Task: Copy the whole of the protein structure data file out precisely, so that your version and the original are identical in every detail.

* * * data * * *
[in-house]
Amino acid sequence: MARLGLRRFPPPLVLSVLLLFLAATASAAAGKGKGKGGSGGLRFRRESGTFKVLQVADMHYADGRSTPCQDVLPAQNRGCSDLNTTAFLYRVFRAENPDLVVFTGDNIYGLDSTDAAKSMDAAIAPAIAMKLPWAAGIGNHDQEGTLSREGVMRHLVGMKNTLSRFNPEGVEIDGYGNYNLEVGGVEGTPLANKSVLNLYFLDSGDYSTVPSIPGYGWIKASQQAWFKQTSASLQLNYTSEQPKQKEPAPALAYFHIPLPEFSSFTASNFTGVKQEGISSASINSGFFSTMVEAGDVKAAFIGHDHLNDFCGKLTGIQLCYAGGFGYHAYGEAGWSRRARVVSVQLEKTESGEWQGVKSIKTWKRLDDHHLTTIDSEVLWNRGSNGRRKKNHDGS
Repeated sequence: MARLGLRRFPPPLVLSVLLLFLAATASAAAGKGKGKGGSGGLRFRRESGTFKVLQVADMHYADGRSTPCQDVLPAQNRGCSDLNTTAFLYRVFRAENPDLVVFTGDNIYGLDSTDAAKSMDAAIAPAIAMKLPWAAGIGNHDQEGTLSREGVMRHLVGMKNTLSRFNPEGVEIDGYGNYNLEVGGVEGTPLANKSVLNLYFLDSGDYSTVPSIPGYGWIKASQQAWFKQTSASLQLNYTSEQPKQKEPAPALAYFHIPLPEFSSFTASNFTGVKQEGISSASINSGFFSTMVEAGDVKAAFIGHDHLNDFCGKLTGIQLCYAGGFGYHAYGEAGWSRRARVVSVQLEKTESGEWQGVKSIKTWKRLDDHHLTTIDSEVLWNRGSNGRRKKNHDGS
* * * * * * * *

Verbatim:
[in-house]
Amino acid sequence: MARLGLRRFPPPLVLSVLLLFLAATASAAAGKGKGKGGSGGLRFRRESGTFKVLQVADMHYADGRSTPCQDVLPAQNRGCSDLNTTAFLYRVFRAENPDLVVFTGDNIYGLDSTDAAKSMDAAIAPAIAMKLPWAAGIGNHDQEGTLSREGVMRHLVGMKNTLSRFNPEGVEIDGYGNYNLEVGGVEGTPLANKSVLNLYFLDSGDYSTVPSIPGYGWIKASQQAWFKQTSASLQLNYTSEQPKQKEPAPALAYFHIPLPEFSSFTASNFTGVKQEGISSASINSGFFSTMVEAGDVKAAFIGHDHLNDFCGKLTGIQLCYAGGFGYHAYGEAGWSRRARVVSVQLEKTESGEWQGVKSIKTWKRLDDHHLTTIDSEVLWNRGSNGRRKKNHDGS
Repeated sequence: MARLGLRRFPPPLVLSVLLLFLAATASAAAGKGKGKGGSGGLRFRRESGTFKVLQVADMHYADGRSTPCQDVLPAQNRGCSDLNTTAFLYRVFRAENPDLVVFTGDNIYGLDSTDAAKSMDAAIAPAIAMKLPWAAGIGNHDQEGTLSREGVMRHLVGMKNTLSRFNPEGVEIDGYGNYNLEVGGVEGTPLANKSVLNLYFLDSGDYSTVPSIPGYGWIKASQQAWFKQTSASLQLNYTSEQPKQKEPAPALAYFHIPLPEFSSFTASNFTGVKQEGISSASINSGFFSTMVEAGDVKAAFIGHDHLNDFCGKLTGIQLCYAGGFGYHAYGEAGWSRRARVVSVQLEKTESGEWQGVKSIKTWKRLDDHHLTTIDSEVLWNRGSNGRRKKNHDGS